Boston Red Sox
Theo Epstein got off to a shaky start, giving up future Generic Second Baseman Yamico Navarro and a Standard Model Reliever for Mike Aviles, which seems like a high price to pay for a 30-year-old defense-second infielder who has hit .222/.261/.395 this year. Given Jed Lowrie’s shoulder injury, Kevin Youkilis’ frequent day-to-dayness, and Marco Scutaro being, well, Marco Scutaro, it’s understandable that they felt they needed more depth, having already been forced to resort to Drew Sutton and an ahead-of-schedule Jose Iglesias. Still, Aviles is a sneeze away from being out of the league altogether, whereas Navarro has some long-term value.
Colby Rasmus' arrival in the AL East marks another important step on Toronto's path to division domination.
Anyone who doesn’t think that competition raises performance levels would do well to take a look at the American League East. For the last decade, the division has housed the two best teams in baseball. More recently, with the ascent of the Tampa Bay Rays, it’s seen three highly successful organizations in close competition, not just for the division crown, but also the American League Wild Card. In fact, the consolation prize for the best team not to have won a division has been collected by a team other than the Boston Red Sox or New York Yankees only once in the last eight years.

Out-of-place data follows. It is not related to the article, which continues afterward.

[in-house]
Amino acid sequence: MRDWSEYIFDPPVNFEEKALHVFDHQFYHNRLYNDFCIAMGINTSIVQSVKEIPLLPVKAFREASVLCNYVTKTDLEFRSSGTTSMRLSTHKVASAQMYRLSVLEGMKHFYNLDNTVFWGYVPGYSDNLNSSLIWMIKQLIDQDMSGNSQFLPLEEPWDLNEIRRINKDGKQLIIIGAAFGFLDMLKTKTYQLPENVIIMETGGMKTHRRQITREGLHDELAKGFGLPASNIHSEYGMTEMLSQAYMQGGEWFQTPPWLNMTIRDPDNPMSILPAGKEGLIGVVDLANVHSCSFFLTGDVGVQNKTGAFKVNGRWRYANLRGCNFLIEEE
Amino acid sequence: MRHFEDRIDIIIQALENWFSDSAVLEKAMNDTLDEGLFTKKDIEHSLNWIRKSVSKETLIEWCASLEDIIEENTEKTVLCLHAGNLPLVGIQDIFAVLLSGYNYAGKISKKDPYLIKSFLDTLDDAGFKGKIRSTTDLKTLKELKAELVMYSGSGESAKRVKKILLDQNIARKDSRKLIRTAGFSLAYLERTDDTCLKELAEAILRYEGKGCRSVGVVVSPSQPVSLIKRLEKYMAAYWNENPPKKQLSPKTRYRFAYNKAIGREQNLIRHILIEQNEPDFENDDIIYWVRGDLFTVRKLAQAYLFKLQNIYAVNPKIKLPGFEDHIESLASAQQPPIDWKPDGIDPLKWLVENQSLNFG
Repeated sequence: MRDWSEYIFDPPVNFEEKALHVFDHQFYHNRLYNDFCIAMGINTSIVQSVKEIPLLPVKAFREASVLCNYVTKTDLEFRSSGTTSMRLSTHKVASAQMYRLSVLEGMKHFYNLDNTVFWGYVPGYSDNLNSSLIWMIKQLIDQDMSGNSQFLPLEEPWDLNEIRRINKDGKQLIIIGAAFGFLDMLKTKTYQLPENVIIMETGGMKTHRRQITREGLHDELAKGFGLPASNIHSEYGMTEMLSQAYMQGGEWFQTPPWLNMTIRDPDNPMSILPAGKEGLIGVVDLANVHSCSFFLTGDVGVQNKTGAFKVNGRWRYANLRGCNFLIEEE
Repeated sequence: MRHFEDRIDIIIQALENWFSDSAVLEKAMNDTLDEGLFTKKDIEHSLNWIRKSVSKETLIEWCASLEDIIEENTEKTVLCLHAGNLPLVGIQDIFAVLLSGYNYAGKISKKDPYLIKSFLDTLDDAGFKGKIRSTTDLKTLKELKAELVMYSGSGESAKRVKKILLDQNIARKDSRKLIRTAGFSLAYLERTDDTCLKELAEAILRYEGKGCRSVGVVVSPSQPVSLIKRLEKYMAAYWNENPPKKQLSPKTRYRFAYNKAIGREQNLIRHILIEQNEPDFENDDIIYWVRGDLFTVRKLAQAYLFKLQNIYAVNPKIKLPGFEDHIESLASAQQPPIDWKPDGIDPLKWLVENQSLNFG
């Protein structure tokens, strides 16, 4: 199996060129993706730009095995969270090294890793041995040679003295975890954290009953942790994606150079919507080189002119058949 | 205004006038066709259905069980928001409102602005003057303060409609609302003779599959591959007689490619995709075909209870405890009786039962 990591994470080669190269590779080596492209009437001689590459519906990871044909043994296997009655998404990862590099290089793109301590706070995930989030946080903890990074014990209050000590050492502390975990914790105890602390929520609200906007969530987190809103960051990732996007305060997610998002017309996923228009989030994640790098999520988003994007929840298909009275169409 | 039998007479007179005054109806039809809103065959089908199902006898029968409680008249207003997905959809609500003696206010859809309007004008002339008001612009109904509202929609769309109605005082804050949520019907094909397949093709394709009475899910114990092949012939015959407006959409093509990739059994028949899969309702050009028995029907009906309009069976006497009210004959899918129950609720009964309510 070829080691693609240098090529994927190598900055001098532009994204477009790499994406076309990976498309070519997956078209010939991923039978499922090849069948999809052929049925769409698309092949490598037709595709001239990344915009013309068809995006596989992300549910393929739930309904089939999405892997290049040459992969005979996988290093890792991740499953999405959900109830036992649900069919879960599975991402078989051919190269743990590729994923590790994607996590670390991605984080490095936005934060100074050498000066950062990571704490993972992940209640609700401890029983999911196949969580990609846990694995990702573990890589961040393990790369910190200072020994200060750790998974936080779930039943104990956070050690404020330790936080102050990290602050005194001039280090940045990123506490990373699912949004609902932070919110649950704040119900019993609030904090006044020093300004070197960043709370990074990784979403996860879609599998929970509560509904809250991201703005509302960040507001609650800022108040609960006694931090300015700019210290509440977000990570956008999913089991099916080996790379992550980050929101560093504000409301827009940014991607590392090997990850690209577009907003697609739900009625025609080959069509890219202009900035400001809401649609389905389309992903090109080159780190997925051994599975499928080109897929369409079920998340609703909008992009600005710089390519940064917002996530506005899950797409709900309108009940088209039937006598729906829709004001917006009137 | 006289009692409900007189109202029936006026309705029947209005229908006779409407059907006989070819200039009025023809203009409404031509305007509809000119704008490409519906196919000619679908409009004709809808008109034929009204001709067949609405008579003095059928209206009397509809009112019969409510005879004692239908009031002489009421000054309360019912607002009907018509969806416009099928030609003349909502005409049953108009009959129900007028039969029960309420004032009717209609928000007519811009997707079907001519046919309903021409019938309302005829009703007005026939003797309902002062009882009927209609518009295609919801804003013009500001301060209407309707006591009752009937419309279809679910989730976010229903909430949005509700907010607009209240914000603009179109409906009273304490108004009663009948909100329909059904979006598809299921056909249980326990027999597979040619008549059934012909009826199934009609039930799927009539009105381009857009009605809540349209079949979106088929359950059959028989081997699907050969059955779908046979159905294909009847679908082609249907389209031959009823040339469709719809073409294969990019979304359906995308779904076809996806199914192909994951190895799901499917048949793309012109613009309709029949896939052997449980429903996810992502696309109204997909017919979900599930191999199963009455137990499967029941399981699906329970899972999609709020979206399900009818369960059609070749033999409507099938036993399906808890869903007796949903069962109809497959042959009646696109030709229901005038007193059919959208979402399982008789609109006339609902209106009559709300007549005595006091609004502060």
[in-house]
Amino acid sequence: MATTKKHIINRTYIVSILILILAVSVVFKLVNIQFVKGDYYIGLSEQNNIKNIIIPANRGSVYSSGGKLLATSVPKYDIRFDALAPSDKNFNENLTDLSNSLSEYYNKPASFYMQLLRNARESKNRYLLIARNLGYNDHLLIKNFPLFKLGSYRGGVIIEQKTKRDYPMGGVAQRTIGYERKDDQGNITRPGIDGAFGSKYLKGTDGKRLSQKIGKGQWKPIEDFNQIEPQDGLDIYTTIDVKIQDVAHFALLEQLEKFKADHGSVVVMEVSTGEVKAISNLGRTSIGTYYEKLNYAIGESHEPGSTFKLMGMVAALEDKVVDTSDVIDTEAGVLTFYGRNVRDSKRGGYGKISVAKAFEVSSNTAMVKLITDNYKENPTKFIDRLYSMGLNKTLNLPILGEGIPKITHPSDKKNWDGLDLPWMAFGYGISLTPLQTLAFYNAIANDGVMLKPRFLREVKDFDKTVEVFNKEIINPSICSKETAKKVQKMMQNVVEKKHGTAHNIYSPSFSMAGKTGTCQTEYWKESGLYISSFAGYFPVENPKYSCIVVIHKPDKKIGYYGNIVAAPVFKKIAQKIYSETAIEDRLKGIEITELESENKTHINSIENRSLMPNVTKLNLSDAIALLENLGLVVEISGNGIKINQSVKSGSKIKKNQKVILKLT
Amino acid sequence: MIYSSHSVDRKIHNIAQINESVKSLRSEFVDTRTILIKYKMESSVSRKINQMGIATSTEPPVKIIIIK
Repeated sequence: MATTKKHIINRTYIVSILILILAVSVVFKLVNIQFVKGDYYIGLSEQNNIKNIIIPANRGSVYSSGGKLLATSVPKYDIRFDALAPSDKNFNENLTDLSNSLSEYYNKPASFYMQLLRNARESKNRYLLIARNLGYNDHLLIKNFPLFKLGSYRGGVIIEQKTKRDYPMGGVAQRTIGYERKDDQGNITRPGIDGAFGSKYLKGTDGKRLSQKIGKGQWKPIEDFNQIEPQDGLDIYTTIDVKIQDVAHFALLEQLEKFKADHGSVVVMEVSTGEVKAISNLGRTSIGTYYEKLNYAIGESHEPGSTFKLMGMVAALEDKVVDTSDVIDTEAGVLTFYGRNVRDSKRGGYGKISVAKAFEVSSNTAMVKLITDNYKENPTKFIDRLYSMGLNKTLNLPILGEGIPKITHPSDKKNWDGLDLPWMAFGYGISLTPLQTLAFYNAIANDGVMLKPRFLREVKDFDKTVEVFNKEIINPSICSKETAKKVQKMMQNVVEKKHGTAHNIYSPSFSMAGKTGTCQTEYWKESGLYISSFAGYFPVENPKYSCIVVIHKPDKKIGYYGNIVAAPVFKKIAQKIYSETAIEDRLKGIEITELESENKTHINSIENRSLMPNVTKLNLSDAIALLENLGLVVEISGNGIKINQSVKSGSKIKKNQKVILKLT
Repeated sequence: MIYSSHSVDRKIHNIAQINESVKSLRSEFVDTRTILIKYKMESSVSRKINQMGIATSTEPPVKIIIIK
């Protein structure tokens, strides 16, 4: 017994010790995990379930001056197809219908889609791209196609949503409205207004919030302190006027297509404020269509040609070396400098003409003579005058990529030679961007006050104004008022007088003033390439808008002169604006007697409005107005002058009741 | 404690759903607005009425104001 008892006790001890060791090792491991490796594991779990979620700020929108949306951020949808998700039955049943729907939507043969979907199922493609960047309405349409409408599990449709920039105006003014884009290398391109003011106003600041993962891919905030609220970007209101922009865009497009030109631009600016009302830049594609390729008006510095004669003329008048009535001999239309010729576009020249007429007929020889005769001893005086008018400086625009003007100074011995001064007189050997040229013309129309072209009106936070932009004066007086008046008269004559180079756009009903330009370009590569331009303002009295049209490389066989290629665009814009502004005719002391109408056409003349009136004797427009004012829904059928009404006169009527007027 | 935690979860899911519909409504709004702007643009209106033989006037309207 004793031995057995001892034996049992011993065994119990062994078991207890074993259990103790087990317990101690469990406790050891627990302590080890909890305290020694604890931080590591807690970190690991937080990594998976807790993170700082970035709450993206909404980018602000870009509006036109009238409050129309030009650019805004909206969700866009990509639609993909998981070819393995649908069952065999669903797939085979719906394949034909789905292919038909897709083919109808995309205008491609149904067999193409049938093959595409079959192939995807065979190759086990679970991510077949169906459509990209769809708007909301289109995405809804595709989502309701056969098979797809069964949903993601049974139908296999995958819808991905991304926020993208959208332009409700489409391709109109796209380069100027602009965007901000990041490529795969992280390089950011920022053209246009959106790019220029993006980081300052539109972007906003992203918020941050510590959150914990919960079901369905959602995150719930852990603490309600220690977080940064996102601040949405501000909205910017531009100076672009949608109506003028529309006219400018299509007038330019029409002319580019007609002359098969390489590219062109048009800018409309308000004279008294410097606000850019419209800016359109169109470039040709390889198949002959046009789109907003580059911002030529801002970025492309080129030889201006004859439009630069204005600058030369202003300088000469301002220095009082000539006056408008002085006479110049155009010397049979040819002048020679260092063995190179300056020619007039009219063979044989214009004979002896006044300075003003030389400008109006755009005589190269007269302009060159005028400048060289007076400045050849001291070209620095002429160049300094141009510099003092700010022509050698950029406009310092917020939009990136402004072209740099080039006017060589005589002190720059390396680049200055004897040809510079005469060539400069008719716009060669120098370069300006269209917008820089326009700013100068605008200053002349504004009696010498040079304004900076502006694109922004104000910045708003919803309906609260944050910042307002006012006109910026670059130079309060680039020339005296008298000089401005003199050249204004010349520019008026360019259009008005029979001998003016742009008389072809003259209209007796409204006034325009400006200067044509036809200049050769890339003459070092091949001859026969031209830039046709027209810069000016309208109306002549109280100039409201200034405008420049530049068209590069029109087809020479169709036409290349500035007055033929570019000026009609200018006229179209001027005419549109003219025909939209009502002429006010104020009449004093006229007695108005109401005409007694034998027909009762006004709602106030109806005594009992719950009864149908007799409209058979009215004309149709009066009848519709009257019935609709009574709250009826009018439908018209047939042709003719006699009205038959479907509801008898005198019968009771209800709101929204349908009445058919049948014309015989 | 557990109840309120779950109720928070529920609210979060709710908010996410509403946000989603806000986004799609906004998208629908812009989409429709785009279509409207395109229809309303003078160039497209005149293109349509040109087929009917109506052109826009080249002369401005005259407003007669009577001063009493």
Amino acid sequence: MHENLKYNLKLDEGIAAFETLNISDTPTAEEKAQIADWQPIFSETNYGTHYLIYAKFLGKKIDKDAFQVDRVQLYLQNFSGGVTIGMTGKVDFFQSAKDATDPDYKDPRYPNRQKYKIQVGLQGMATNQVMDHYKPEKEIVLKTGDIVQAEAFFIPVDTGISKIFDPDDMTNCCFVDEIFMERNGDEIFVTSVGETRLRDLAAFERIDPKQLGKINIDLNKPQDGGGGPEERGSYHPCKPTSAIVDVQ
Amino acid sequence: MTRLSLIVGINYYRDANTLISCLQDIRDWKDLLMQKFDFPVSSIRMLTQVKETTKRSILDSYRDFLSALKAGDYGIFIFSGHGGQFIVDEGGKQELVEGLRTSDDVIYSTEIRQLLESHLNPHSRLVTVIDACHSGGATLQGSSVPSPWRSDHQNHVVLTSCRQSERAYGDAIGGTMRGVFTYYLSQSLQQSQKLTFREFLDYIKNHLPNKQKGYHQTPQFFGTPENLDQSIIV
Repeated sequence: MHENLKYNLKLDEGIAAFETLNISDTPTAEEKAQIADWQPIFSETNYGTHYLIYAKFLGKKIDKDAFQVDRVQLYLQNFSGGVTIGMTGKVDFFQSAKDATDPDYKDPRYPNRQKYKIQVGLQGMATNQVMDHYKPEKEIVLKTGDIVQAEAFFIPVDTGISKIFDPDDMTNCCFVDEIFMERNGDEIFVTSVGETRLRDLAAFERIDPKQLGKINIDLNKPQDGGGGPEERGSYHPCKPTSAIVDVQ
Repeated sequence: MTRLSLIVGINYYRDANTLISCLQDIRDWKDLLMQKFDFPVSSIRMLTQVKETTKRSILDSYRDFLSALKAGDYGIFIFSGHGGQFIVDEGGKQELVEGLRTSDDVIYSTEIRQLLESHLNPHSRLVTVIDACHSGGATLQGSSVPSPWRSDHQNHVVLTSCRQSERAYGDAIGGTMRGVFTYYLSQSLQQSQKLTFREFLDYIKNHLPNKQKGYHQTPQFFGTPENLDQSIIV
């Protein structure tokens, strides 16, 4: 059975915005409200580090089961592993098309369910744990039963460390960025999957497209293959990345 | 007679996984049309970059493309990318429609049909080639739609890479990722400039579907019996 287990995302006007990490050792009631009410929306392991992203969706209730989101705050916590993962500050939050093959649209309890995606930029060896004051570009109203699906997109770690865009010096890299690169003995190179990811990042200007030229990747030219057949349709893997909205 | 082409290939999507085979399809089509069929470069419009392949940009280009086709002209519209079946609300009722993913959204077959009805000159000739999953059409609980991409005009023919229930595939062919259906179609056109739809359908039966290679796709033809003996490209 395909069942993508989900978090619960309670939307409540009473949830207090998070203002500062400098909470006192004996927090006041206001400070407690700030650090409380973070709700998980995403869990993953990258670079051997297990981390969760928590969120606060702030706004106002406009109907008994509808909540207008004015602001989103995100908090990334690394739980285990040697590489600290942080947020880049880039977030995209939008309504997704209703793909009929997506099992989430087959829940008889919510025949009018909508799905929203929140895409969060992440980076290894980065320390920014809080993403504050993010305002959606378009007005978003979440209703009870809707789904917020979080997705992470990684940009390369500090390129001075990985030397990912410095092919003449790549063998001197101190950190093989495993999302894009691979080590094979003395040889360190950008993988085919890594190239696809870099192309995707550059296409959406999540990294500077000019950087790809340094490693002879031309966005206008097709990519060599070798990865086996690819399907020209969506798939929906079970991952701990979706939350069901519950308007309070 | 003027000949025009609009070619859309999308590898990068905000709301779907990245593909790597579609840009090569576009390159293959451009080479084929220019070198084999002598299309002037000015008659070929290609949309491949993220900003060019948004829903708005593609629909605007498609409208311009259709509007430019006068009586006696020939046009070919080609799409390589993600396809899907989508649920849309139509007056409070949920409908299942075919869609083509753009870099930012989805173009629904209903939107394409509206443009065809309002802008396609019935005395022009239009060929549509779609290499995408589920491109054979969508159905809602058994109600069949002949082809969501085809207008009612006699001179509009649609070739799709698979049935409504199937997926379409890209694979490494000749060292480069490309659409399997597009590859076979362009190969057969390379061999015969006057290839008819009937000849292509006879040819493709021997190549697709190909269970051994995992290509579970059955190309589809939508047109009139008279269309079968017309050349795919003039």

And now, the Toronto Blue Jays, with the acquisition of Colby Rasmus from the St. Louis Cardinals at the cost of some young pitching and spare parts, have signaled to the rest of the division their intention of joining the elite of the league.
B.J. Upton and Colby Rasmus had sky-high ceilings as prospects, but their up-and-down performances in the majors has led them to the trading block.
The July 31 trading deadline traditionally turns the spotlight on pending free agents that can shore up a contender's roster for the stretch run. Carlos Beltran and Hiroki Kuroda are the belles of the quick-fix ball this year, and if they don't sound tremendously enticing, it helps explain why so much talk is focused elsewhere, on younger and more affordable players still under club control. Ubaldo Jimenez and Hunter Pence fit that bill, even if their respective teams' willingness to trade them is something of a head-scratcher. More puzzling is how B.J. Upton and Colby Rasmus have arrived at this juncture, particularly given the big things projected for them just a few years ago. On the other hand, maybe that explains exactly why they're here.
David Freese, Colby Rasmus, and Mark McGwire discuss their approaches to hitting.
David Freese and Colby Rasmus will play key roles for the Cardinals this year, as will their hitting coach, Mark McGwire. Both players will be counted on to provide offensive punch, while Big Mac will be entrusted to help the young sluggers surpass their 2010 production. Rasmus is coming off a season where he hit .276/.361/.498 with 23 home runs. Freese hit .296/.361/.404 with four home runs before having his rookie campaign derailed by an ankle injury after just 80 games.